Rogers added that Grandin always prioritizes giving personal attention to her students.
Past recipients of the Founders Day Medal
2010: The Monfort family
2011: Peace Corps visionary and Professor Maurice Albertson
2012: Philanthropist Pat Stryker
2013: CSU’s eighth president, William Morgan, and his wife, Lilla
2014: Longtime professor Tom Sutherland and his wife, Jean
2015: Decades-long CSU supporters Bob and Joyce Everitt
2016: Veterinary oncology pioneer Dr. Stephen Withrow
2017: Alumnus and Tuskegee Airman John Mosley (posthumously)
2018: Alumnus and business icon Walter Scott, Jr.
2019: CSU’s 12th president, Albert C. Yates
2020: The first woman to graduate from college in Colorado, Libbie Coy (posthumously)
2021: Legendary beef-cattle nutrition scientist and Professor Emeritus John Matsushima
2022: Internationally known reproductive physiology expert George Seidel Jr.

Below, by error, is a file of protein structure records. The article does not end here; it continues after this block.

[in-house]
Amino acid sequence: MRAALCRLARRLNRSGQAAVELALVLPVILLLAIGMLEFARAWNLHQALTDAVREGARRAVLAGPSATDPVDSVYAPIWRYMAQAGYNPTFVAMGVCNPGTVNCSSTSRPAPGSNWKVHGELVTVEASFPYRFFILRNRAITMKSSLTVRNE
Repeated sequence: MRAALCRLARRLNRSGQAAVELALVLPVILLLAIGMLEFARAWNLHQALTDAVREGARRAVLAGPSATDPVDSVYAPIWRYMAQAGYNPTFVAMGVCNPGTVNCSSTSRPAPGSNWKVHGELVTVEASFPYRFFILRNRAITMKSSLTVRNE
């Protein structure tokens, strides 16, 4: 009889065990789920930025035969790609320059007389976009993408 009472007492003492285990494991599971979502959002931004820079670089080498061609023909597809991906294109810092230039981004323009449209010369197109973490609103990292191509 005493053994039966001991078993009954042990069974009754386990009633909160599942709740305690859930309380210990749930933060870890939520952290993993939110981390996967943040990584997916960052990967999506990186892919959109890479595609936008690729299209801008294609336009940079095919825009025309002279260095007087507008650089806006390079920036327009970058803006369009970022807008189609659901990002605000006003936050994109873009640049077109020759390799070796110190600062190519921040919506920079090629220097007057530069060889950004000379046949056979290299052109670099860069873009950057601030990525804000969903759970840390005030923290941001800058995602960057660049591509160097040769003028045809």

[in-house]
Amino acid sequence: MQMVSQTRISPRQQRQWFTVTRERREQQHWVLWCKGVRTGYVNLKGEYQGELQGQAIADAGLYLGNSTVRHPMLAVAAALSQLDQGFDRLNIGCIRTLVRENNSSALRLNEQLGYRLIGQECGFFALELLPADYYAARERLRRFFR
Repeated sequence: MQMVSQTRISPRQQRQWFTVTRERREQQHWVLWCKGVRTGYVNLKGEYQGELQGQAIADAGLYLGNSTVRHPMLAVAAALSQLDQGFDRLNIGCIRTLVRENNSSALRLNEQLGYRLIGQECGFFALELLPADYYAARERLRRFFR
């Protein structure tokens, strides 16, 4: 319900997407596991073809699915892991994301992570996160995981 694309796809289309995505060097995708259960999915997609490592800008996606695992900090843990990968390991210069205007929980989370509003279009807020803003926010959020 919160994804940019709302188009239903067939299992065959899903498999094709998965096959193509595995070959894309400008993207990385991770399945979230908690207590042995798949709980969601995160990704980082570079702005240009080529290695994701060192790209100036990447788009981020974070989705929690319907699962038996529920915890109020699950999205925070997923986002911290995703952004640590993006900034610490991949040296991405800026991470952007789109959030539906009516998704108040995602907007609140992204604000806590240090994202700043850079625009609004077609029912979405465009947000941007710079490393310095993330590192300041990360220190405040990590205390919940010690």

“Not only is Dr. Grandin an outstanding professor, she has also served as a great adviser in my journey for a master’s degree,” she said. “She is a very busy woman, but she never fails to set time aside for her graduate students and their research. She has taught me copious amounts about animal behavior and welfare, and even more about how to face adversity. Temple Grandin is the reason I am attending Colorado State University. Dr. Grandin will forever be a role model in my eyes; not only for what she has taught me, but for the opportunities she has opened.”
In 2010, Grandin was named to Time magazine’s list of the 100 people who most affect the world, was the subject of an Emmy Award-winning HBO film starring Claire Danes, and delivered a widely viewed TED Talk.
When asked what it’s like to be CSU’s most famous professor, she said: “It’s a responsibility. I’ve got to always be on my best behavior.”